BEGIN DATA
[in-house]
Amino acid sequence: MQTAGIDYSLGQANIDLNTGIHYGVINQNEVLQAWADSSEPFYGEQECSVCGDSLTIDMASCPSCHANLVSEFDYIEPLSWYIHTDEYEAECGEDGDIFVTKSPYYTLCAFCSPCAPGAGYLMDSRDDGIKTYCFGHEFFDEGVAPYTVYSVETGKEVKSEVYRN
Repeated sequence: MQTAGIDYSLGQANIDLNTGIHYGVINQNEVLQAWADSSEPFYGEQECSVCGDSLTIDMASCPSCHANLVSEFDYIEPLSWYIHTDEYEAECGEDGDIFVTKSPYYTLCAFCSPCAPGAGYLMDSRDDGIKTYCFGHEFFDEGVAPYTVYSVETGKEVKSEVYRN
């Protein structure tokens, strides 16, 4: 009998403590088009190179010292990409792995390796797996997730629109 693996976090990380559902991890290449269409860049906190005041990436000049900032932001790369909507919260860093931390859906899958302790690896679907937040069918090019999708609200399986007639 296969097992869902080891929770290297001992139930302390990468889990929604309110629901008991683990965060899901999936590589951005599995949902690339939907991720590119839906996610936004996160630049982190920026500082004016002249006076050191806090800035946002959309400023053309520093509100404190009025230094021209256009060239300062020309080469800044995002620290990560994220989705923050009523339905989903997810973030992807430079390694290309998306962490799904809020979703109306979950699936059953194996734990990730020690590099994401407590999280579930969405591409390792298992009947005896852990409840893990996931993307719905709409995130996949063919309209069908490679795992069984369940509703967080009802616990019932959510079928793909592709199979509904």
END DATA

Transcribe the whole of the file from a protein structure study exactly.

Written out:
[in-house]
Amino acid sequence: MQTAGIDYSLGQANIDLNTGIHYGVINQNEVLQAWADSSEPFYGEQECSVCGDSLTIDMASCPSCHANLVSEFDYIEPLSWYIHTDEYEAECGEDGDIFVTKSPYYTLCAFCSPCAPGAGYLMDSRDDGIKTYCFGHEFFDEGVAPYTVYSVETGKEVKSEVYRN
Repeated sequence: MQTAGIDYSLGQANIDLNTGIHYGVINQNEVLQAWADSSEPFYGEQECSVCGDSLTIDMASCPSCHANLVSEFDYIEPLSWYIHTDEYEAECGEDGDIFVTKSPYYTLCAFCSPCAPGAGYLMDSRDDGIKTYCFGHEFFDEGVAPYTVYSVETGKEVKSEVYRN
């Protein structure tokens, strides 16, 4: 009998403590088009190179010292990409792995390796797996997730629109 693996976090990380559902991890290449269409860049906190005041990436000049900032932001790369909507919260860093931390859906899958302790690896679907937040069918090019999708609200399986007639 296969097992869902080891929770290297001992139930302390990468889990929604309110629901008991683990965060899901999936590589951005599995949902690339939907991720590119839906996610936004996160630049982190920026500082004016002249006076050191806090800035946002959309400023053309520093509100404190009025230094021209256009060239300062020309080469800044995002620290990560994220989705923050009523339905989903997810973030992807430079390694290309998306962490799904809020979703109306979950699936059953194996734990990730020690590099994401407590999280579930969405591409390792298992009947005896852990409840893990996931993307719905709409995130996949063919309209069908490679795992069984369940509703967080009802616990019932959510079928793909592709199979509904």